Browse Prior Art Database

Data integrity on parity-less buses

IP.com Disclosure Number: IPCOM000013773D
Original Publication Date: 2001-Mar-01
Included in the Prior Art Database: 2003-Jun-18
Document File: 1 page(s) / 42K

Publishing Venue

IBM

Abstract

A number of processors do not implement parity on data buses. This can lead to errors in operation or corruption of data as errors during data transfer cannot be spotted by the receiving device. This invention describes a method to solve this problem for cases where the processor has a data bus wider than the width of the data to be transferred (this is often the case where the processor implements a general-purpose peripheral bus to which many types of peripheral devices are attached). The advantages of the invention are a resulting error detection capability better than simple parity protection, and a low cost of implementation in terms of processor computation and receiver logic.

This text was extracted from a PDF file.
This is the abbreviated version, containing approximately 56% of the total text.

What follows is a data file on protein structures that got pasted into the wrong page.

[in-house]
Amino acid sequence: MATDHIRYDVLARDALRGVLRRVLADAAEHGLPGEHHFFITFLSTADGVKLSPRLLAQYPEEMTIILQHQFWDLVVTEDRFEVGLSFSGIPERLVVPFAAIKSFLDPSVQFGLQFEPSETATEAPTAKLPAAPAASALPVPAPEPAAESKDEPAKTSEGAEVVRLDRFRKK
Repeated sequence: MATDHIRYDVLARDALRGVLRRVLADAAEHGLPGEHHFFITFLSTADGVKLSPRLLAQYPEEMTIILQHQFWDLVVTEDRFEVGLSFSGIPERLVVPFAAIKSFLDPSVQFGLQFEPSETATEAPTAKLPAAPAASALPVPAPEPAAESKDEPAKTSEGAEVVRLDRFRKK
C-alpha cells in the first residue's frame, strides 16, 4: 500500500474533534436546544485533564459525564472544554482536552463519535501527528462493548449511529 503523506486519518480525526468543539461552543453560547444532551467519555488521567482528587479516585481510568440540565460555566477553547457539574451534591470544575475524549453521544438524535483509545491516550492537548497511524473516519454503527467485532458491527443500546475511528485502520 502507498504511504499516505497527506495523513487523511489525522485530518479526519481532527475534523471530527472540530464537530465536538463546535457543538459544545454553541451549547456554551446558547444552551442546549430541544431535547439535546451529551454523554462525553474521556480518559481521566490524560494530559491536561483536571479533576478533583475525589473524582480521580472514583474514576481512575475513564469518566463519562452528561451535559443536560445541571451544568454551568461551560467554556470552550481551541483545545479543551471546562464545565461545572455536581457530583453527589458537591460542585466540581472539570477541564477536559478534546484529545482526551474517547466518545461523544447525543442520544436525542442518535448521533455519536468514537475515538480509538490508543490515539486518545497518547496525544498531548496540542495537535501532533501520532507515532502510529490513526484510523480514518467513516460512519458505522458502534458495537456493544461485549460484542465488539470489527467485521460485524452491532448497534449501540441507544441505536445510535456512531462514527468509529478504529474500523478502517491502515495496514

Page 1 of 1

Data integrity on parity-less buses

     A number of processors do not implement parity on data buses. This can lead to errors in operation or corruption of data as errors during data transfer cannot be spotted by the receiving device. This invention describes a method to solve this problem for cases where the processor has a data bus wider than the width of the data to be transferred (this is often the case where the processor implements a general-purpose peripheral bus to which many types of peripheral devices are attached). The advantages of the invention are a resulting error detection capability better than simple parity protection, and a low cost of implementation in terms of processor computation and receiver logic.

     Consider the case where a processor implements a data bus n bytes wide, but without parity protection. The processor needs to communicate with a peripheral device on the bus where the data width to be transferred can be less than the bus width. In a simple example, the required data width is n/2 bytes. If the processor was to duplicate each byte during a write to transmit n bytes (2 sets of the n/2 required data bytes) then the receiving device could check that the byte-pairs matched before considering the write as valid, and writing away the data. In a similar manner, on a read by the processor the peripheral device could send out a duplicate data segment which could be checked by firmware on receipt.

   Specifically, the advantages are as follows: By...